TRENTON, N.J. — New Jersey Democrats prevailed Wednesday in the state’s congressional redistricting process, convincing a tiebreaker to side with their proposed map over the one submitted by Republicans.
While a victory for Democrats, who have dominated the state’s House delegation since midway through the Trump administration despite working under a map drawn by Republicans, they still made a sacrifice that could make it more difficult for the party to hold its slim majority in Congress.
Barring a massive wave election for either side, Democrats’ 10-2 majority in the New Jersey delegation is likely to shrink to 9-3 under the new map. That’s because the state’s 7th District, represented by Rep. Tom Malinowski, will shed Democratic areas to the benefit of three other previously-vulnerable Democratic incumbents.
Republican state Sen. Tom Kean Jr., who fell just 1 point short of unseating Malinowski in 2020, now stands to be more successful in the 2022 midterms. Kean has already announced he’ll challenge Malinowski again.
New Jersey redistricts through a commission that includes six Democratic appointees, six Republican appointees and a tie-breaker who is selected by the state Supreme Court.
Just before the vote on Thursday morning at the New Jersey Statehouse in Trenton, the tiebreaker, John Wallace Jr., former state Supreme Court justice and registered Democrat, said the Democratic and Republican proposals all met constitutional standards, complied with the Voting Rights Act and took most of his priorities into account, like making districts as compact as possible.
The only advantage the Democrats’ map had, Wallace said, was “partisan fairness.” However, Wallace said he didn’t base his decision on that factor.
“In the end, I decided to vote with the Democratic map simply because in the last redistricting, the map was drawn by Republicans,” Wallace said, an admission that shocked some New Jersey political insiders. “Democrats should have the opportunity to have their map used in the next redistricting cycle.”
Wallace was one of several Democratic recommendations to the state Supreme Court, which selected him after Chief Justice Stuart Rabner failed to get the two parties to agree on a tie-breaker.
The Republicans’ redistricting chair, Doug Steinhardt, blasted Wallace, saying he acted from the beginning as a “seventh Democrat” on the commission, but poured more scorn on one of his advisers, Sam Wang, a neuroscience professor who leads the Princeton Gerrymandering Project.
Steinhardt pointed to a 2018 tweet in which Wang said “it seems likely that between one-third and one-half of current Trump supporters meet a reasonable definition of racist” and that “the rest are okay with racists in their coalition.”
“The moment hyper-partisan, Democrat Professor Sam Wang and his Princeton Gerrymandering Project were hired as advisers by the Democrat thirteenth member, Republicans and, more importantly, the millions of New Jerseyeans who wanted influence in the State’s federal elections, were unceremoniously boxed out of the decision-making process,” Steinhardt said in a statement.
Wang, who will also advise the tie-breaker on a commission that will redraw state legislative boundaries by March, did not immediately respond to an email seeking comment. He told POLITICO earlier this month that he does not belong to a political party and that “my team at Princeton, which is committed to nonpartisan analysis, uses objective, data-based standards.”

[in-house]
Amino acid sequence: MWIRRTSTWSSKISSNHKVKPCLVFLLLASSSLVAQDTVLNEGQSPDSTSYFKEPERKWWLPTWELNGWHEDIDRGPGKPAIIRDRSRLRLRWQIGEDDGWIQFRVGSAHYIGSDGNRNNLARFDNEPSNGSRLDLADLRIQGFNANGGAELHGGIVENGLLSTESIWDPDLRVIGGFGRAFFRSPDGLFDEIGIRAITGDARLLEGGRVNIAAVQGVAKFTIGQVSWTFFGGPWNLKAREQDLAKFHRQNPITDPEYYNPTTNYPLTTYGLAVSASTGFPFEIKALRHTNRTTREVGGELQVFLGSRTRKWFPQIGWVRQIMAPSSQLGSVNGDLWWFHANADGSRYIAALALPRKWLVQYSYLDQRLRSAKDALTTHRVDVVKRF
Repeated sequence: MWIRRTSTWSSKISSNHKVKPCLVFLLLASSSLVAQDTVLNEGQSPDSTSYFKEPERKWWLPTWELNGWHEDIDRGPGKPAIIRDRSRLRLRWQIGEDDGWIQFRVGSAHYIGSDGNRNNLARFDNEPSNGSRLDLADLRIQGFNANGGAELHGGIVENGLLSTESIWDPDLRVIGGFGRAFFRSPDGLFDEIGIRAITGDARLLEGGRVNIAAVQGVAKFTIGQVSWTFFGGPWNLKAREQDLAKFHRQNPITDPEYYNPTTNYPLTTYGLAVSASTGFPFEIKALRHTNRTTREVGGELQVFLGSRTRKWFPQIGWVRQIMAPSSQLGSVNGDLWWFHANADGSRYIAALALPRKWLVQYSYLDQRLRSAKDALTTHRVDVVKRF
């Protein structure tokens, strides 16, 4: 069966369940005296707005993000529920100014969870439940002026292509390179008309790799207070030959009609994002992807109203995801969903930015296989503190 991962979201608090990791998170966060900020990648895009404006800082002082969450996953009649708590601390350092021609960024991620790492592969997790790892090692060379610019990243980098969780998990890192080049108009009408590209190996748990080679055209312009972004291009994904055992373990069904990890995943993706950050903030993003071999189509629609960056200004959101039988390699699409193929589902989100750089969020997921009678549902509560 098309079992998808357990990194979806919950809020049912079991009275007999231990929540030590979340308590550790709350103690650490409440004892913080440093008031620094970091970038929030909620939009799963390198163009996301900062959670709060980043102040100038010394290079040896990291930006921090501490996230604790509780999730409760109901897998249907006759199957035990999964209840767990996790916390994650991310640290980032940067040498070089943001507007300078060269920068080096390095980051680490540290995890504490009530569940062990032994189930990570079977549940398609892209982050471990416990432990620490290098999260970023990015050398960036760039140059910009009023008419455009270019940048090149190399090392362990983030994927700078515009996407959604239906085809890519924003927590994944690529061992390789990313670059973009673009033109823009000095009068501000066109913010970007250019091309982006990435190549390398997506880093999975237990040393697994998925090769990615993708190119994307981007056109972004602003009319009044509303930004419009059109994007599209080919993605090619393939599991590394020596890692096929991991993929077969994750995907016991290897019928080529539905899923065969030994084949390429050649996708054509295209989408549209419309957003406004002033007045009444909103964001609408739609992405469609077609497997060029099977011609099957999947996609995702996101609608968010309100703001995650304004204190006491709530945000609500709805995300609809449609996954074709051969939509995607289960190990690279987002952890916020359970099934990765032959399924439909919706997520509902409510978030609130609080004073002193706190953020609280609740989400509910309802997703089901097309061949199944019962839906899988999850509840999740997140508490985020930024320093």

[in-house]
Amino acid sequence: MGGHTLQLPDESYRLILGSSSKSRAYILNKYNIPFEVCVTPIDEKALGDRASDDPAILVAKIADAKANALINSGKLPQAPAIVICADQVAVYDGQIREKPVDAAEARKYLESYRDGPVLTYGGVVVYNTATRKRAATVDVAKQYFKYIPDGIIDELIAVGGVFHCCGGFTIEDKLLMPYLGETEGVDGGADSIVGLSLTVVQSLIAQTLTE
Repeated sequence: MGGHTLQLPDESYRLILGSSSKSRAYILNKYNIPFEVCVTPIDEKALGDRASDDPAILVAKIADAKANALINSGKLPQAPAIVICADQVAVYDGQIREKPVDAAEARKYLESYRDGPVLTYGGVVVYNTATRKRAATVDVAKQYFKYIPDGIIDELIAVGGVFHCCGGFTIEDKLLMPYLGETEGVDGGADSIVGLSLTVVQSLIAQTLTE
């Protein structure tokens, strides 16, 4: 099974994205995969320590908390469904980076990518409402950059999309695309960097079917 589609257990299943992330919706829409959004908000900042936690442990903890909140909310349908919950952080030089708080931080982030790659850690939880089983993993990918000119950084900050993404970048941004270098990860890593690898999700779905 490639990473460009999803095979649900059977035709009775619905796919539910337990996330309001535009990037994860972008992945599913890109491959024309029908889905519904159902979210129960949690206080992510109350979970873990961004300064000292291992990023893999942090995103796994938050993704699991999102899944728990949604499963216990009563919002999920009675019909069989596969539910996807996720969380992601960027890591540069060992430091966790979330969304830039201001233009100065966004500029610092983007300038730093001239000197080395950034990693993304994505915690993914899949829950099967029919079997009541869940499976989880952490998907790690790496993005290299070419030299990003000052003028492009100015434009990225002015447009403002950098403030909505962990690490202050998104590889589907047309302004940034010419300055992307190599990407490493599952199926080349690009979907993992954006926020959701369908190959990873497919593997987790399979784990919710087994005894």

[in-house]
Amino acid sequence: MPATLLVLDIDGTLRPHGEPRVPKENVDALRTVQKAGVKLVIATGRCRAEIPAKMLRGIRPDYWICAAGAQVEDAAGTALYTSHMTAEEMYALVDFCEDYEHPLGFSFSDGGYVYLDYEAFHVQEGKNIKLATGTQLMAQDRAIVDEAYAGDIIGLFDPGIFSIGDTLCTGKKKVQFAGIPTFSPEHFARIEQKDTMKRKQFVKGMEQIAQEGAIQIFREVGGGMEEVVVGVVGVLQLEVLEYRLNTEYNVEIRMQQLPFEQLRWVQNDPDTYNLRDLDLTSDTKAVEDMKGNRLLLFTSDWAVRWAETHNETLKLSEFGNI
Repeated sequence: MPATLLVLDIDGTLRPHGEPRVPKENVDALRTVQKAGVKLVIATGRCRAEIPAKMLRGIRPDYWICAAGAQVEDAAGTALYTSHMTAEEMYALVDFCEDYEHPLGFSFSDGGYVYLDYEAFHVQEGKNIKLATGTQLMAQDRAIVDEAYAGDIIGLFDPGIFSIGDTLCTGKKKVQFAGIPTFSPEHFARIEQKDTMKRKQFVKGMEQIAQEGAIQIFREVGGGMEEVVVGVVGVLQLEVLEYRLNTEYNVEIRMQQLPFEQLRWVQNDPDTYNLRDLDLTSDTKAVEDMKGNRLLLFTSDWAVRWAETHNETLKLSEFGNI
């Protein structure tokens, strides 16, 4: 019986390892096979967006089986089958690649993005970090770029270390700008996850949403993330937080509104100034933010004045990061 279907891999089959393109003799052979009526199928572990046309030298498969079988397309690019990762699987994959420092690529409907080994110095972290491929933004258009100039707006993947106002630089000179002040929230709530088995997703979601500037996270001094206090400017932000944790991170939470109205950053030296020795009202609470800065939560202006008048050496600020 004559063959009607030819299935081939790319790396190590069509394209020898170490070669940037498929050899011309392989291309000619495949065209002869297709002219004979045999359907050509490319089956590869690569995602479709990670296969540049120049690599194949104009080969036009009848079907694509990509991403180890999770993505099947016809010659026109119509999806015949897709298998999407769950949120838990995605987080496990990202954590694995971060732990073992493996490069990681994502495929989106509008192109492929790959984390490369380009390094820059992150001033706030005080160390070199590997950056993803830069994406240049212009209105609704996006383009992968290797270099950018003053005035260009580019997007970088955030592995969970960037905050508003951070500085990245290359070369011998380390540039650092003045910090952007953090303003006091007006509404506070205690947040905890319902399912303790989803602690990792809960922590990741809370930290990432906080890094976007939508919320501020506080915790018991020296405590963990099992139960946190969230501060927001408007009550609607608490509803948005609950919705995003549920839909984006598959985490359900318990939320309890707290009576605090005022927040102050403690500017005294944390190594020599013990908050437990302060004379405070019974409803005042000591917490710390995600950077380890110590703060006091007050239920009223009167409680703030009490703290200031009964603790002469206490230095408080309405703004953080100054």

Janice Fuller, chair of the Democrats’ redistricting team, called Steinhardt’s comments an “unfortunate recharacterization of what happened.”
“I can tell you from our perspective as Democrats, Justice Wallace and his team were fair, unbiased, were challenging in terms of what they were asking for, set out clear standards and held to them,” she said.
According to the new map, Rep. Andy Kim (D-N.J.), the only Asian American member of the state’s delegation, would see his 3rd District become more firmly Democratic by shedding deep red Ocean County and picking up more Democratic areas. His district’s Asian American population would also increase substantially.
New Jersey’s longest-serving member of Congress, Republican Rep. Chris Smith, would see his hometown of Hamilton placed in Kim’s Democrat-leaning district, while the remainder of Smith’s old 4th District would become even more solidly Republican.
Smith, who’s lived primarily in suburban Virginia for much of his 40-year tenure, told New Jersey Globe he would run in the reconstituted 4th District.
Two other vulnerable Democratic members of the delegation — Reps. Mikie Sherrill and Josh Gottheimer — also get substantially more Democratic districts. At the same time, Democratic Rep. Bill Pascrell’s district in northern New Jersey gets a little less Democratic, trading some Bergen County towns with Gottheimer. That change, however, is likely not enough to make him vulnerable to a Republican challenger.
Rep. Jeff Van Drew, a Democrat-turned-Republican who became a loyalist to former President Donald Trump after he hemorrhaged Democratic support for refusing to vote to impeach him, gets a safer Republican district in South Jersey.
Malinowski’s redrawn 7th District could pave the way for Kean Jr. — son of the popular former New Jersey governor and scion of a centuries-old political dynasty — to enter Congress.
Malinowski’s narrow 2020 victory, along with a a House Committee on Ethics inquiry into his late reporting of stock trades, made him an obvious candidate for Democrats to throw overboard. Seeing that coming, his supporters flooded several redistricting hearings, urging commissioners to keep his district largely unchanged.
A spokesperson for Malinowski did not immediately respond to an email seeking comment.
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